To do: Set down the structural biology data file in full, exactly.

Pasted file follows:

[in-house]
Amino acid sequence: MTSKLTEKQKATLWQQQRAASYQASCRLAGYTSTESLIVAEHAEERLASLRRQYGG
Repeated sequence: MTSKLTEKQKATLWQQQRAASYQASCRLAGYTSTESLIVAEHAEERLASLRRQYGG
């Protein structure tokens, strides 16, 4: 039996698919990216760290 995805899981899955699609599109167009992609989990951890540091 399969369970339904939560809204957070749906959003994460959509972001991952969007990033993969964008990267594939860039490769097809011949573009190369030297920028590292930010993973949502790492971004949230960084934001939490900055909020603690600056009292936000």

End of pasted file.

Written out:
[in-house]
Amino acid sequence: MTSKLTEKQKATLWQQQRAASYQASCRLAGYTSTESLIVAEHAEERLASLRRQYGG
Repeated sequence: MTSKLTEKQKATLWQQQRAASYQASCRLAGYTSTESLIVAEHAEERLASLRRQYGG
């Protein structure tokens, strides 16, 4: 039996698919990216760290 995805899981899955699609599109167009992609989990951890540091 399969369970339904939560809204957070749906959003994460959509972001991952969007990033993969964008990267594939860039490769097809011949573009190369030297920028590292930010993973949502790492971004949230960084934001939490900055909020603690600056009292936000």